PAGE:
Jim Trainer

Shrieks of Paradise, Correspondence&Rails#30, Dear Jim

In Uncategorized on April 5, 2019 at 10:00 am

Hello Jim,

Thank you for your letter.  Things are relatively well in New York.  I have lived here for almost 10 years and I like it, but because New York is an amorphous and ever-evolving/devolving place, my reasons for being here have to be reevaluated every six months or so.

It feels as if the changes occur when one looks the other way:  every couple of months I am riding my bike down a once familiar block and I find that every square foot of it has been replaced with high-rises and fusion restaurants.  I don’t get angry (I am the white gentrifier, I created the path for these changes and I am not proud of that) but it can be very disorienting.  It feels as if I am an actor who blacked out in a scene and once I am reorientated to the ways of my character I find that the set had been switched behind me.

I don’t have much nostalgia for the old New York.  If you live here long enough I think that goes away.  I have been lucky to have met many of the great artists of the old guard such as Henry Grimes, Eileen Myles, Daniel Carter and John Giorno.  I have seen others walking on the street:  Patti Smith, Lou Reed, Pharaoh Sanders, Sam Shepherd.

The good of New York is that it feels like the great equalizer.  You can spot these legends on the street but they are all poorer and less famous than any person that may be deemed a celebrity.  Regardless of what I know of their work they still appear as people trying to uphold their niche hustle who in the meantime are trying not to walk into traffic.  I am not sure if this city has ever truly served these people in the ways that they deserve. I think outsiders created that myth.  It is still feast or famine here.  On any given day someone might write you a check and change your life so the daily gamble is still worth it.  For some artists, that gamble has sustained a lifetime but that doesn’t make the hustle any less real.

I have had an interesting week.  I have spent the winter working as a substitute teacher and I have been surprised to find that I like it quite a bit.  It keeps my schedule flexible and I can always say no to a day of work.  I usually write in the corner while the kids work on whatever they are working on so I am able to be productive while on the clock.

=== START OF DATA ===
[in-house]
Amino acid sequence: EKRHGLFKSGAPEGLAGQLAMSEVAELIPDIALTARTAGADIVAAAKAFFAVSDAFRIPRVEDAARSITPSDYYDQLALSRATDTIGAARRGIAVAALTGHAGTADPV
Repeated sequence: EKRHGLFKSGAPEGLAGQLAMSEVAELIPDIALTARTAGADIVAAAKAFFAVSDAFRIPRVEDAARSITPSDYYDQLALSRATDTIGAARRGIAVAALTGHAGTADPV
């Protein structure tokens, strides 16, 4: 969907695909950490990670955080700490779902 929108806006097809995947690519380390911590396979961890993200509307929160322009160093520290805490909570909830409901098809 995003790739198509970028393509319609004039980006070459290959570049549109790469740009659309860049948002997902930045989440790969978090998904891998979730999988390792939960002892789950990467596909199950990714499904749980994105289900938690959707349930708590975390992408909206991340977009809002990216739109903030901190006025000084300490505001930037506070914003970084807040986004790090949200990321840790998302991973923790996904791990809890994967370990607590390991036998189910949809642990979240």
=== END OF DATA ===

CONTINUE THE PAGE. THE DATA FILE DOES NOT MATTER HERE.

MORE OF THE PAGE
Because of the flexibility of this schedule, I have been happy with the amount of work I have been able to produce this winter.  I am currently mastering  a record that I made with a friend, I have written 2/3rds of a book that I am very excited about and I have a couple of film projects that I am involved with.

This was all disrupted the week before last when a staff member quit the school and I was asked to cover their job until the schools find a replacement.  I accepted because it pays well, I need the money and I have thus far enjoyed working at the school.  I am an administrative assistant aka a secretary.  The agreement is that I am covering the job  while they look for a replacement but I have been encouraged to apply for the job which I am currently working.  This all sounded good to me.

I didn’t go to to college so a well-paid job that doesn’t involve physical labor felt like a godsend but it sucks more than any other sucky job I have ever worked before.  I am making copies and sending emails and scheduling everyone’s meetings and I hate it.  I am taking part in a game I don’t believe in and I miss my projects dearly.  I also miss the kids.  They are cool, doing paperwork for adults is the pits and I can’t stand it.  So, it’s been a lot to feel out and I am pretty exhausted.  At 35, do I take the desk job or do I keep on hustling the art etc.?  The answer is pretty clear.  I have avoided school and offices most of my life, I don’t think you wake up one day and suddenly they seem more appealing just because your hair is grey.  Anyway, I know that you know this struggle well.

I am currently signed up for a residency in Antigua in April.  I thought I was not going to be able to afford to go and would have to cancel but now I am thinking I might work this job through March and then sublet my place and spend the money I made as a secretary finishing my book in Guatemala.  I might even give up my place and set up a series of readings and maybe tour this new album and see what happens.  That all seems like the organic thing to do but money keeps getting in the way.

Someday I hope to pick your brain about these commonalities we share.

Specifically, I’m on the fence about self-publishing and I am wondering if it is worth it to try to get my books published elsewhere.  I like self-publsuihg and I might try to start publishing other people’s work too.

Hit me up if you are ever in the big apple. I am overdue for a trip to Austin.

More soon.  Be well.

Danger Ausche

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